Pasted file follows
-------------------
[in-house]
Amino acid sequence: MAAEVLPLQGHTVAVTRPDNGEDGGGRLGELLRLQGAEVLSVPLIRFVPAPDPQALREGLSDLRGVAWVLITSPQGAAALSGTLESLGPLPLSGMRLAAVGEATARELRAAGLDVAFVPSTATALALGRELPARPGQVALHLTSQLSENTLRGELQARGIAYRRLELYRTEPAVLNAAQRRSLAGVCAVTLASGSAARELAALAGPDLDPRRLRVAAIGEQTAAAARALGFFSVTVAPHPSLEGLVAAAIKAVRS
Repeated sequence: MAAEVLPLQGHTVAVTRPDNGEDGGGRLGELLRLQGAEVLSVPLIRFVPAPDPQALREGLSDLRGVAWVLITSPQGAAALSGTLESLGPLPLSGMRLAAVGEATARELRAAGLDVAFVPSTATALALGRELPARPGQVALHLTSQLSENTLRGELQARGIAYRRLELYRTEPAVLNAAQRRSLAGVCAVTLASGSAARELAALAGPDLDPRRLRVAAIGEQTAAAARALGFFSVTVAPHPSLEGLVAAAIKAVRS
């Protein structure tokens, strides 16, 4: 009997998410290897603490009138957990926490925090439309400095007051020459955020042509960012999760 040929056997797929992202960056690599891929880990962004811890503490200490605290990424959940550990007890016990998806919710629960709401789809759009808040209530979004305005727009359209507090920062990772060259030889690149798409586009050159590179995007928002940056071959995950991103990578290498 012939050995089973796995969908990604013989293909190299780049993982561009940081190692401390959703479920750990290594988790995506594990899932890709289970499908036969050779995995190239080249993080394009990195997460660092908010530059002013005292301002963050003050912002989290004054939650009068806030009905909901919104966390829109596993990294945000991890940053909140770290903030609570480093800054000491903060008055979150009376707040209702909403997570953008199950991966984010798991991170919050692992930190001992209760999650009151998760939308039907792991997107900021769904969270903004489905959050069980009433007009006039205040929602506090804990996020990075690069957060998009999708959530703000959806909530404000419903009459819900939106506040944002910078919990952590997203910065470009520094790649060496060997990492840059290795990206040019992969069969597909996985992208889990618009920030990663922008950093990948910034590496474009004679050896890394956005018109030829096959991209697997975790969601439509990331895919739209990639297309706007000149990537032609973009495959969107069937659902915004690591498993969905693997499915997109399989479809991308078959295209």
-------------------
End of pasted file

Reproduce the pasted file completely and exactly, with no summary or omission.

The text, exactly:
[in-house]
Amino acid sequence: MAAEVLPLQGHTVAVTRPDNGEDGGGRLGELLRLQGAEVLSVPLIRFVPAPDPQALREGLSDLRGVAWVLITSPQGAAALSGTLESLGPLPLSGMRLAAVGEATARELRAAGLDVAFVPSTATALALGRELPARPGQVALHLTSQLSENTLRGELQARGIAYRRLELYRTEPAVLNAAQRRSLAGVCAVTLASGSAARELAALAGPDLDPRRLRVAAIGEQTAAAARALGFFSVTVAPHPSLEGLVAAAIKAVRS
Repeated sequence: MAAEVLPLQGHTVAVTRPDNGEDGGGRLGELLRLQGAEVLSVPLIRFVPAPDPQALREGLSDLRGVAWVLITSPQGAAALSGTLESLGPLPLSGMRLAAVGEATARELRAAGLDVAFVPSTATALALGRELPARPGQVALHLTSQLSENTLRGELQARGIAYRRLELYRTEPAVLNAAQRRSLAGVCAVTLASGSAARELAALAGPDLDPRRLRVAAIGEQTAAAARALGFFSVTVAPHPSLEGLVAAAIKAVRS
């Protein structure tokens, strides 16, 4: 009997998410290897603490009138957990926490925090439309400095007051020459955020042509960012999760 040929056997797929992202960056690599891929880990962004811890503490200490605290990424959940550990007890016990998806919710629960709401789809759009808040209530979004305005727009359209507090920062990772060259030889690149798409586009050159590179995007928002940056071959995950991103990578290498 012939050995089973796995969908990604013989293909190299780049993982561009940081190692401390959703479920750990290594988790995506594990899932890709289970499908036969050779995995190239080249993080394009990195997460660092908010530059002013005292301002963050003050912002989290004054939650009068806030009905909901919104966390829109596993990294945000991890940053909140770290903030609570480093800054000491903060008055979150009376707040209702909403997570953008199950991966984010798991991170919050692992930190001992209760999650009151998760939308039907792991997107900021769904969270903004489905959050069980009433007009006039205040929602506090804990996020990075690069957060998009999708959530703000959806909530404000419903009459819900939106506040944002910078919990952590997203910065470009520094790649060496060997990492840059290795990206040019992969069969597909996985992208889990618009920030990663922008950093990948910034590496474009004679050896890394956005018109030829096959991209697997975790969601439509990331895919739209990639297309706007000149990537032609973009495959969107069937659902915004690591498993969905693997499915997109399989479809991308078959295209």